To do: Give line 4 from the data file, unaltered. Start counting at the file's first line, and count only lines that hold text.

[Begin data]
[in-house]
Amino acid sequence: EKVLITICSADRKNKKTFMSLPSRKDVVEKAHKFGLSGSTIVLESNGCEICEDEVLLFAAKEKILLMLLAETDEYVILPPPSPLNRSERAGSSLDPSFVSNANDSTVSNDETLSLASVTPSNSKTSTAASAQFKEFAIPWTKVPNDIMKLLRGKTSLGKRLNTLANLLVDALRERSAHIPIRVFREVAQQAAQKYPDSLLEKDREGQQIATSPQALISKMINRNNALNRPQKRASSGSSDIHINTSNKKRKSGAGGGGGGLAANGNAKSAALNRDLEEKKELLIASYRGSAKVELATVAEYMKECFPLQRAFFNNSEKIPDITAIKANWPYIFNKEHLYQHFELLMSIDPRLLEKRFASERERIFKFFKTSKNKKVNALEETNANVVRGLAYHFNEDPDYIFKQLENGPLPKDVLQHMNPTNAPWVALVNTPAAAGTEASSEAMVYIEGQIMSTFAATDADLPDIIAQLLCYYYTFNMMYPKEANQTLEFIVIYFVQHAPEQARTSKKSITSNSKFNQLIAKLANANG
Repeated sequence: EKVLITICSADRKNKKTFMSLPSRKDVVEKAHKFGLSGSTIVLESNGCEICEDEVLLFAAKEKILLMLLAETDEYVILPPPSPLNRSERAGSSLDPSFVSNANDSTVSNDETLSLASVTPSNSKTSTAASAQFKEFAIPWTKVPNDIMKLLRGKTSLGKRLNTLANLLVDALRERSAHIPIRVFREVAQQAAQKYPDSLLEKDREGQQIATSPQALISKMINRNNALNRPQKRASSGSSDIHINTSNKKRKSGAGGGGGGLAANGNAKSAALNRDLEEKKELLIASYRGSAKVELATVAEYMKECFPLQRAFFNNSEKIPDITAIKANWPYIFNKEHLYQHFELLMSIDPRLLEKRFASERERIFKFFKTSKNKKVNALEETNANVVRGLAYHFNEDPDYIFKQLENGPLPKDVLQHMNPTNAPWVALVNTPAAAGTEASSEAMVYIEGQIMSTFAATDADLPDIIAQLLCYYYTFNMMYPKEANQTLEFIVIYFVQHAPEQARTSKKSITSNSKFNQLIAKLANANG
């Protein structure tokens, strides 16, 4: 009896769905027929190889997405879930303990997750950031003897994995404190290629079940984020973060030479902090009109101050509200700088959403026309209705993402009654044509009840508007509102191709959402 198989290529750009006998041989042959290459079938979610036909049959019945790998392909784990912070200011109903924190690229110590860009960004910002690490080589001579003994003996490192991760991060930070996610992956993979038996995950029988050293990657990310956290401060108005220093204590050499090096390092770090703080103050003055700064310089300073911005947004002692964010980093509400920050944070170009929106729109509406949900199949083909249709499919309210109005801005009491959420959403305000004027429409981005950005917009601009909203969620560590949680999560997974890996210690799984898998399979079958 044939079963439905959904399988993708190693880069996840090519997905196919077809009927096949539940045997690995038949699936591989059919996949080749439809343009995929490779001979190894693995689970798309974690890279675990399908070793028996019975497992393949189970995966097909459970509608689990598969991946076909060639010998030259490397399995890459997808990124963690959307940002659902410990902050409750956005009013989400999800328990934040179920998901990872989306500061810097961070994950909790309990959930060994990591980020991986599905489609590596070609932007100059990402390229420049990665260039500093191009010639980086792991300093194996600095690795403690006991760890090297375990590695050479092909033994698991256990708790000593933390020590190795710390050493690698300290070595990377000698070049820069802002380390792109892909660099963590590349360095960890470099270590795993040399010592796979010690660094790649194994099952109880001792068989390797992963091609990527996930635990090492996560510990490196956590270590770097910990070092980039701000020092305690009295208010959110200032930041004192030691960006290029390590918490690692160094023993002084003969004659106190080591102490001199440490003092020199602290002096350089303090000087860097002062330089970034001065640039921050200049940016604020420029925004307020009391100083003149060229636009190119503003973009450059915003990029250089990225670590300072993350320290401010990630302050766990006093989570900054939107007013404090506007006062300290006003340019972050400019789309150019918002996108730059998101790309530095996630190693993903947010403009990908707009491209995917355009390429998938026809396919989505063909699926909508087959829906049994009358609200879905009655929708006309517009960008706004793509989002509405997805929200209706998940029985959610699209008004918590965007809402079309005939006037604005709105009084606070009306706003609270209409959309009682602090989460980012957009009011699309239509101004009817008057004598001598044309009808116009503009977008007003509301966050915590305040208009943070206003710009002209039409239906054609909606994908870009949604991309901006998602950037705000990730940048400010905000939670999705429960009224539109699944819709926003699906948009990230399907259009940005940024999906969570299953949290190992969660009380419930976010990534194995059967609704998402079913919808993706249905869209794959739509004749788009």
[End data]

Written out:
């Protein structure tokens, strides 16, 4: 009896769905027929190889997405879930303990997750950031003897994995404190290629079940984020973060030479902090009109101050509200700088959403026309209705993402009654044509009840508007509102191709959402 198989290529750009006998041989042959290459079938979610036909049959019945790998392909784990912070200011109903924190690229110590860009960004910002690490080589001579003994003996490192991760991060930070996610992956993979038996995950029988050293990657990310956290401060108005220093204590050499090096390092770090703080103050003055700064310089300073911005947004002692964010980093509400920050944070170009929106729109509406949900199949083909249709499919309210109005801005009491959420959403305000004027429409981005950005917009601009909203969620560590949680999560997974890996210690799984898998399979079958 044939079963439905959904399988993708190693880069996840090519997905196919077809009927096949539940045997690995038949699936591989059919996949080749439809343009995929490779001979190894693995689970798309974690890279675990399908070793028996019975497992393949189970995966097909459970509608689990598969991946076909060639010998030259490397399995890459997808990124963690959307940002659902410990902050409750956005009013989400999800328990934040179920998901990872989306500061810097961070994950909790309990959930060994990591980020991986599905489609590596070609932007100059990402390229420049990665260039500093191009010639980086792991300093194996600095690795403690006991760890090297375990590695050479092909033994698991256990708790000593933390020590190795710390050493690698300290070595990377000698070049820069802002380390792109892909660099963590590349360095960890470099270590795993040399010592796979010690660094790649194994099952109880001792068989390797992963091609990527996930635990090492996560510990490196956590270590770097910990070092980039701000020092305690009295208010959110200032930041004192030691960006290029390590918490690692160094023993002084003969004659106190080591102490001199440490003092020199602290002096350089303090000087860097002062330089970034001065640039921050200049940016604020420029925004307020009391100083003149060229636009190119503003973009450059915003990029250089990225670590300072993350320290401010990630302050766990006093989570900054939107007013404090506007006062300290006003340019972050400019789309150019918002996108730059998101790309530095996630190693993903947010403009990908707009491209995917355009390429998938026809396919989505063909699926909508087959829906049994009358609200879905009655929708006309517009960008706004793509989002509405997805929200209706998940029985959610699209008004918590965007809402079309005939006037604005709105009084606070009306706003609270209409959309009682602090989460980012957009009011699309239509101004009817008057004598001598044309009808116009503009977008007003509301966050915590305040208009943070206003710009002209039409239906054609909606994908870009949604991309901006998602950037705000990730940048400010905000939670999705429960009224539109699944819709926003699906948009990230399907259009940005940024999906969570299953949290190992969660009380419930976010990534194995059967609704998402079913919808993706249905869209794959739509004749788009």